Do not associate a negative context to the term disruption; disruption is a good thing, provided it is considered early in the system life cycle and takes into account its impact on people. The possibilities that exist concerning analysis are near limitless; typical systems and projects consume vast amounts of resources. Use TSoT to create solutions that leverage the endeavors.

Do not fear disruption; use it to create better systems and develop thinking outside of specific processes, specific industries, and specific historical ways of performing actions. The intention is to produce uncomfortable thinking designed to produce new viewpoints and ideas that consolidate into IFRs and BPSs that allow for competitive advantage. Remember that the purpose of a team system is to convert material inputs into more valuable material outputs.

The process of disruptive thinking is a skill that can be honed using the TSoT solution algorithms, but it has its basis in the creative processes. The generation of disruptive ideas requires the ability to look at information without taking it through your existing mental filters. This begins by imagining how the world could be different and considering what is not obvious in order to come up with ideas that are unexpected, unusual, or even near impossible. The reality of modern markets and real-world constraints should be introduced later, not considered as a basis for the generation of disruptive ideas.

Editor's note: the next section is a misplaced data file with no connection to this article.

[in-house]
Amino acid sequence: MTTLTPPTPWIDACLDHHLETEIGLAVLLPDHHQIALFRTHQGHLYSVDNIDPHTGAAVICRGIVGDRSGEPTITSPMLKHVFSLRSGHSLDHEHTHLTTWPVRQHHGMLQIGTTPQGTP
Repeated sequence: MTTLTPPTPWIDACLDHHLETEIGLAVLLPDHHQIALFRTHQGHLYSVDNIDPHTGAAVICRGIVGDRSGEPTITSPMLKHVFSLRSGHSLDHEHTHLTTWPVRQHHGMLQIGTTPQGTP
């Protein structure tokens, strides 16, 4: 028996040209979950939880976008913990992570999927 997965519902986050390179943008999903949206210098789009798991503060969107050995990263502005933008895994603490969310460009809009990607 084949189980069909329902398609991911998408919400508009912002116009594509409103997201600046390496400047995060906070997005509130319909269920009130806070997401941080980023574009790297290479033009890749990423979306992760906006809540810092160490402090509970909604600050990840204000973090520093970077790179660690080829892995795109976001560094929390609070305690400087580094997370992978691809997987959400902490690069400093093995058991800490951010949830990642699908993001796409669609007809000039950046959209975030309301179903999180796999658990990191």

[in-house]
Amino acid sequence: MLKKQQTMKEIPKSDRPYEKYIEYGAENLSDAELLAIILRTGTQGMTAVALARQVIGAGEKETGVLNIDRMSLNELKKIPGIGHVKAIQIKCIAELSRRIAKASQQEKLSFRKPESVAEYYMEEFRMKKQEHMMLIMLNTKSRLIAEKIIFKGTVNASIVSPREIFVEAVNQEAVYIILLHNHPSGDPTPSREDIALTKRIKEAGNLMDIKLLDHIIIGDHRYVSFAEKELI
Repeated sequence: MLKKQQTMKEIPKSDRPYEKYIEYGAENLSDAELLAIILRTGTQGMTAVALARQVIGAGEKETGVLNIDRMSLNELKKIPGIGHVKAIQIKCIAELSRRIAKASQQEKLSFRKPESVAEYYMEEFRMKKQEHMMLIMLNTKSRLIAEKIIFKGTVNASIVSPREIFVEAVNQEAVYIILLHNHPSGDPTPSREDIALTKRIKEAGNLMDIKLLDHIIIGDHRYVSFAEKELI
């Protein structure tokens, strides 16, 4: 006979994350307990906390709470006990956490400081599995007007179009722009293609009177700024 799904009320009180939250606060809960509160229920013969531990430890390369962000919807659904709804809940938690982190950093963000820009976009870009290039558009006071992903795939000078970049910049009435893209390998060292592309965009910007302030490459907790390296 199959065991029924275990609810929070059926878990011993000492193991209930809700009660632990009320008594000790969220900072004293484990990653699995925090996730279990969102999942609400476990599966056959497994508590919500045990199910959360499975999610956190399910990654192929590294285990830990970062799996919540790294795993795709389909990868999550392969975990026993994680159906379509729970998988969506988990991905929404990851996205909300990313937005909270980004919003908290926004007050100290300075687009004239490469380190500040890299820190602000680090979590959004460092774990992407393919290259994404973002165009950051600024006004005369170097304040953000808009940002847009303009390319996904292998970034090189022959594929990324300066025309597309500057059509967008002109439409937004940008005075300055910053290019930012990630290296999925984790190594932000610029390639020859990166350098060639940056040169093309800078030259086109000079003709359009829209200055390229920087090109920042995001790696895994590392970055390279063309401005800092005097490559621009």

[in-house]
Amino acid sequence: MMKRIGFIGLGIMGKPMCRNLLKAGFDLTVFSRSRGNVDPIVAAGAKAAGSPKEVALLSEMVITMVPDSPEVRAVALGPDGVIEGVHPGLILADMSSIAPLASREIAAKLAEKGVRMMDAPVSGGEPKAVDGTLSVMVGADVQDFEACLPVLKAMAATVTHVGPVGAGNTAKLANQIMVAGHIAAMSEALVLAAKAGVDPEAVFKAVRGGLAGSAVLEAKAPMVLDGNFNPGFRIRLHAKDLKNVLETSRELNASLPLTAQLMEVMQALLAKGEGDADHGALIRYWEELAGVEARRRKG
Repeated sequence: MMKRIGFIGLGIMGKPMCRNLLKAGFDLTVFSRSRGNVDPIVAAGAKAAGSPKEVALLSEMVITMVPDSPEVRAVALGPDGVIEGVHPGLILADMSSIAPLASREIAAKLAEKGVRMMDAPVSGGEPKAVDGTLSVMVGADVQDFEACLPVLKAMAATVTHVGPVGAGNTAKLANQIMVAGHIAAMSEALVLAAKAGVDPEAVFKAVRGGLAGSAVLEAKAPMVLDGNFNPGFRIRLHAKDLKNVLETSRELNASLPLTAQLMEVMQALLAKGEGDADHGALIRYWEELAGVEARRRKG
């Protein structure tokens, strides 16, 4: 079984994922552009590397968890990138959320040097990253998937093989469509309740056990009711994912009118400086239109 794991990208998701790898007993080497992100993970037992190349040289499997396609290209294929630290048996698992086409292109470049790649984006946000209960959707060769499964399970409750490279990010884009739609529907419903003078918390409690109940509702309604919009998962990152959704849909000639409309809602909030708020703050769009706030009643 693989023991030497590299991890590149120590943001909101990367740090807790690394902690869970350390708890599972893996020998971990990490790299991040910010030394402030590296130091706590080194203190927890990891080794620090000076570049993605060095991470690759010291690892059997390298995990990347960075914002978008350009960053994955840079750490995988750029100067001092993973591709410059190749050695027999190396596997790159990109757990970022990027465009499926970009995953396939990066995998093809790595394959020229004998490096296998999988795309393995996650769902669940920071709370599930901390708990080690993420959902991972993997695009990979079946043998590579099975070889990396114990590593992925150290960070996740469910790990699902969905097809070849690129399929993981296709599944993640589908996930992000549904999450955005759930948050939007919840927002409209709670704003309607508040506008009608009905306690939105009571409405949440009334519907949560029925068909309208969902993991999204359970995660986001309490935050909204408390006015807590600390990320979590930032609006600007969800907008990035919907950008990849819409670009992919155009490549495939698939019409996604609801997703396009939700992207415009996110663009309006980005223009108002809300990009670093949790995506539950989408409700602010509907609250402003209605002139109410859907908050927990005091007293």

The development of disruptive thinking as a skill will assist you in continually creating environments, processes, products, and services that do not exist in a current market, that are difficult for competitors to imitate in the short term, and that are highly unlikely for competitors to introduce at the same time by chance. Two firms producing similar services or goods for the same market are responding to many of the same market pressures and social changes. If they both also follow highly conventional processes, it is likely their “innovations” will often be similar, allowing neither to stand out.